10/09/13 - Voice of America - Cuba Allows Tourism Industry to Hire Private Contractors
HAVANA Cuba has authorized its state-run tourism industry to contract
out lodgings, meals, excursions and other activities to private businesses
in a boost to a growing non-state sector.
While the government has allowed some state contracting to private
businesses since 2012, up until now the tourism industry was off limits.
Tourism is the country's largest industry, attracting 2.8 million visitors
in 2012 with revenues approaching $3 billion.
The new regulations, published on Wednesday in the official gazette,
authorize state-run tourism agencies to use the more than 5,000 bed and
breakfasts and 1,700 private restaurants now operating in the
communist-run country, as well as private entertainment and
Further, hotels and other tourism facilities can now contract with private
businesses to provide meals for workers, gardening and other services.
Cuba's tourism has been stuck in a 'state provides all' framework for
years, said Paul Webster Hare, former British ambassador to Cuba, who
currently lectures on international relations at Boston University.
As a service industry, small and imaginative often attracts tourists
better than the 'one size fits all,' which has been a feature of the way
the big Cuban state- and military- owned companies have run the sector,
Cuban President Raul Castro, who took over for his ailing brother Fidel in
2008, has opened up retail services to small entrepreneurs as part of a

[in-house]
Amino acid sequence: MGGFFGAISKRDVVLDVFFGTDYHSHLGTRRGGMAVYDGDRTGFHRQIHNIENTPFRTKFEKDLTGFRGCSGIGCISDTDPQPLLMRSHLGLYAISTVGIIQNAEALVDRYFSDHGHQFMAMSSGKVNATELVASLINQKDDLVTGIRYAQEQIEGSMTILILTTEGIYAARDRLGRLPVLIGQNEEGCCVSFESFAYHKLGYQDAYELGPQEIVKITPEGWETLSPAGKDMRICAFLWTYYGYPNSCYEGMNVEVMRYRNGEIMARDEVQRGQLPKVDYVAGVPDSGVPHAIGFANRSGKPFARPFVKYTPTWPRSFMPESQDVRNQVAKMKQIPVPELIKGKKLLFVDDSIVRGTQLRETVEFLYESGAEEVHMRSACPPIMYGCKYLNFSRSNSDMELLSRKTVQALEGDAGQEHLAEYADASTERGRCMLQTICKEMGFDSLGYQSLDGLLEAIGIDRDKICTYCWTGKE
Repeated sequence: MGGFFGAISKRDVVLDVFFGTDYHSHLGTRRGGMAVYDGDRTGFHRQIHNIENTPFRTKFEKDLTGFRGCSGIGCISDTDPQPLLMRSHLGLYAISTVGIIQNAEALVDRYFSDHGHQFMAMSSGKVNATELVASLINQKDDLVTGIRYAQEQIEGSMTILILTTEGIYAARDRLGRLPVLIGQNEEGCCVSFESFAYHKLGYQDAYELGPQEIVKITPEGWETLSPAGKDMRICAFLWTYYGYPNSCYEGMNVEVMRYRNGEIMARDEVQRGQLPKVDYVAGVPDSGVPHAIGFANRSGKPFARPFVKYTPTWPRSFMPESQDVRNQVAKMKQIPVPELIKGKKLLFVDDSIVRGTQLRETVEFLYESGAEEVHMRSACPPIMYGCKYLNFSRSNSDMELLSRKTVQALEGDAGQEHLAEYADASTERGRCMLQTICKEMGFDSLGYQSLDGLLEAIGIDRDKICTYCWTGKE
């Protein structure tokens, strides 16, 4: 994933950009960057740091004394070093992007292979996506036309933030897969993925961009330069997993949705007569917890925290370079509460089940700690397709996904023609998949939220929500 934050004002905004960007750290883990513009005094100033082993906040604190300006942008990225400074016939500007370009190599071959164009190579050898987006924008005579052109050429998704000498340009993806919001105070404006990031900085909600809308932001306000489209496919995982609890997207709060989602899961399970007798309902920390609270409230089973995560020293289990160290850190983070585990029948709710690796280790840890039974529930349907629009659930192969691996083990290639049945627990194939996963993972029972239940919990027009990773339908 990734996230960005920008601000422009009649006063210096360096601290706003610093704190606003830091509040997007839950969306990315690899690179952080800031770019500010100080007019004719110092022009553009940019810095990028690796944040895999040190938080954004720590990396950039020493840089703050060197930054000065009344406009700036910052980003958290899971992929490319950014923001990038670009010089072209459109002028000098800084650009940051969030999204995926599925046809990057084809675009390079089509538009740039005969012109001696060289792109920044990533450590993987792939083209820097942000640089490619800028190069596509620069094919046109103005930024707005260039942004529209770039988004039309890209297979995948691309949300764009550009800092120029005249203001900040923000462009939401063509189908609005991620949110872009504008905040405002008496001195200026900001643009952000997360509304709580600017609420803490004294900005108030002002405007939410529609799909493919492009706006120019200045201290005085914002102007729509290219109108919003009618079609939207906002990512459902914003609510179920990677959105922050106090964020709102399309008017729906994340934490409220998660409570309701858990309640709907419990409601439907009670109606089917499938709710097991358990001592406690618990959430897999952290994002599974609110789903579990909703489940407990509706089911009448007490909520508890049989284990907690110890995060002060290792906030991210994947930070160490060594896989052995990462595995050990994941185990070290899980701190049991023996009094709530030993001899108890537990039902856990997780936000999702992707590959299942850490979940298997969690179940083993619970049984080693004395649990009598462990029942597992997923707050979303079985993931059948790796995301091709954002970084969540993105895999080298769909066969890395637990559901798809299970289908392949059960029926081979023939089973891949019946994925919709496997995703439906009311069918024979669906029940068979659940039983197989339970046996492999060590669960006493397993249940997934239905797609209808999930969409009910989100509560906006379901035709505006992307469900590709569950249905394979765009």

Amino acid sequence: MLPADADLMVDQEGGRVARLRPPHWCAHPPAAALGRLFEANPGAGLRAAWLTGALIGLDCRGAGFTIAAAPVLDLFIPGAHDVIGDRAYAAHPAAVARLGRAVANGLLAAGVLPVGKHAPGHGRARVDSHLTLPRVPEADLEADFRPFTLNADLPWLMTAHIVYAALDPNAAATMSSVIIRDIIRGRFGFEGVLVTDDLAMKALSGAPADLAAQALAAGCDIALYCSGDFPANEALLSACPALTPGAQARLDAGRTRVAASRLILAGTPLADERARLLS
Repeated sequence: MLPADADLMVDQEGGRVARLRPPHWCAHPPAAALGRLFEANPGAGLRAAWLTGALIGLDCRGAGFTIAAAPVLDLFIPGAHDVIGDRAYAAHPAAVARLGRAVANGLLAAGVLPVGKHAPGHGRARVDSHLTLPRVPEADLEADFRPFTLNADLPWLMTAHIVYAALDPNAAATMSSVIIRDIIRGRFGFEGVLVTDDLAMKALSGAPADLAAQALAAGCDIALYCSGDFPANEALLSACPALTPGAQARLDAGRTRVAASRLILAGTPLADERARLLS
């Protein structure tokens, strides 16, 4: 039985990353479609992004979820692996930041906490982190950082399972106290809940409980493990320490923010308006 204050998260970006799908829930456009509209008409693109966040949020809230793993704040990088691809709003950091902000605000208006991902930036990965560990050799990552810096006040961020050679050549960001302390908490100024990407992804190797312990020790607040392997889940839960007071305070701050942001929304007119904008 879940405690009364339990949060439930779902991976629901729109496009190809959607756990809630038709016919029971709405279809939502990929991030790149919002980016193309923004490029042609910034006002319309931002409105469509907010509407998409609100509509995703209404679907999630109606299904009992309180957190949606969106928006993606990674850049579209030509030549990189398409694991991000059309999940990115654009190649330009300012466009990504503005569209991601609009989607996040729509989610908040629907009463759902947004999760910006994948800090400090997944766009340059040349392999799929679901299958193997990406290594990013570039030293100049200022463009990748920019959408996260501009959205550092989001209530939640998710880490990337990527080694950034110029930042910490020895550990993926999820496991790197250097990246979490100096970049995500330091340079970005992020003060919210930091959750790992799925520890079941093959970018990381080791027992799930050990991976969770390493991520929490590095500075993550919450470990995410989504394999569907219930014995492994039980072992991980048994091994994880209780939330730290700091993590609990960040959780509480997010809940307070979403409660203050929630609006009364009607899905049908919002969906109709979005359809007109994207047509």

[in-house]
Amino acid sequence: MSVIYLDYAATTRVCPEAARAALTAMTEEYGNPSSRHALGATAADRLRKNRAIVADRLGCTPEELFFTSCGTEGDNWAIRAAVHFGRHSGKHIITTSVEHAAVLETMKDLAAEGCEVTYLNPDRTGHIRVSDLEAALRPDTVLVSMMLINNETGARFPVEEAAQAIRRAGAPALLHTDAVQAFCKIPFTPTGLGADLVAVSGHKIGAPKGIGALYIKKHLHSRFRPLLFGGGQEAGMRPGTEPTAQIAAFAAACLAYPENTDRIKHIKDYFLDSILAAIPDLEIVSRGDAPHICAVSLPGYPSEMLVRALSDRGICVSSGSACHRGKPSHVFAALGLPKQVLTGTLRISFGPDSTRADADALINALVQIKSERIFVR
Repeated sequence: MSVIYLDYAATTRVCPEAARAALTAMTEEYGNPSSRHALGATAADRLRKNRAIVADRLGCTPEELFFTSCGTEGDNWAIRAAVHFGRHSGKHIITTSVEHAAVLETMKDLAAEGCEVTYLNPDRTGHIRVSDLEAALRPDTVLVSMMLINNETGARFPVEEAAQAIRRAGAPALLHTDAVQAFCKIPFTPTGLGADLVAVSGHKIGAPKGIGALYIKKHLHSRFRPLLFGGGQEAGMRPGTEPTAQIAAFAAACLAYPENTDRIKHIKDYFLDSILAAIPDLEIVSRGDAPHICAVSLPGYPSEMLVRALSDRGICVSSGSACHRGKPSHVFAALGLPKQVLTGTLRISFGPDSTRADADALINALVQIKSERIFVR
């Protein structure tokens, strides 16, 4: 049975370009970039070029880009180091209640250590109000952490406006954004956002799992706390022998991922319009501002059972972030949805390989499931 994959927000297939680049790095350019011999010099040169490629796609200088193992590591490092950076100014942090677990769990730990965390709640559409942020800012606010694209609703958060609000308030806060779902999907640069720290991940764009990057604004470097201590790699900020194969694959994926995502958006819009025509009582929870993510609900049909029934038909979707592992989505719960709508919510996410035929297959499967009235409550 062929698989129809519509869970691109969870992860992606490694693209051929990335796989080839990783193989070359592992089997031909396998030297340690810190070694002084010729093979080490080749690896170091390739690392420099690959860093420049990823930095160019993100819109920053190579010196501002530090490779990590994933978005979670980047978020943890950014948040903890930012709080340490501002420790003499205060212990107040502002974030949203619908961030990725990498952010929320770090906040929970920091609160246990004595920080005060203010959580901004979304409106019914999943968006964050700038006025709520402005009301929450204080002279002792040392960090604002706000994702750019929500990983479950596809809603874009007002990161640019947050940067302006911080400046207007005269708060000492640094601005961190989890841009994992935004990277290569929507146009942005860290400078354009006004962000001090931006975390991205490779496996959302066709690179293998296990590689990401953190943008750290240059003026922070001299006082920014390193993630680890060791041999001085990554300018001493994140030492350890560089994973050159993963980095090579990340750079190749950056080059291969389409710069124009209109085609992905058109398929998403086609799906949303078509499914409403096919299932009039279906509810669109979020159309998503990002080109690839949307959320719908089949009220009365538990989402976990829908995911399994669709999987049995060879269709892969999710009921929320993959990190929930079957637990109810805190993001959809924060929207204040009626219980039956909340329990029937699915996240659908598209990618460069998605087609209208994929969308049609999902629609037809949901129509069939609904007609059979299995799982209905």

larger reform effort aimed at modernizing a Soviet-style economy where the
state up until 2010 administered just about everything, down to shoe
Castro is encouraging private sector growth to create jobs for the 1
million employees he hopes to slash from bloated government payrolls over
the next few years. His goal is to strengthen Cuban communism to assure
There currently are more than 450,000 people operating or working in small
businesses, or they are self-employed, in the building trades,
transportation, entertainment and other sectors, as well as more than 200
State-run tourism agencies have been sounding out the owners of
restaurants and small lodgings throughout the year, and many, at least in
Havana, have expressed little interest, according to industry sources.
They point out that individuals visiting the Caribbean island already are
free to rent rooms and eat at private establishments.
Cuban economists say opening the tourism industry, however, is sure to be
viewed by some as a business opportunity.
During the tourism season the good restaurants and bed and breakfasts are
usually booked solid, without having to sign a contract with the state,
said one economist, wishing to remain anonymous.
But now, if you are thinking of venturing into the private sector, this
could be an opportunity to get started, he said.
Original Source / Fuente Original:
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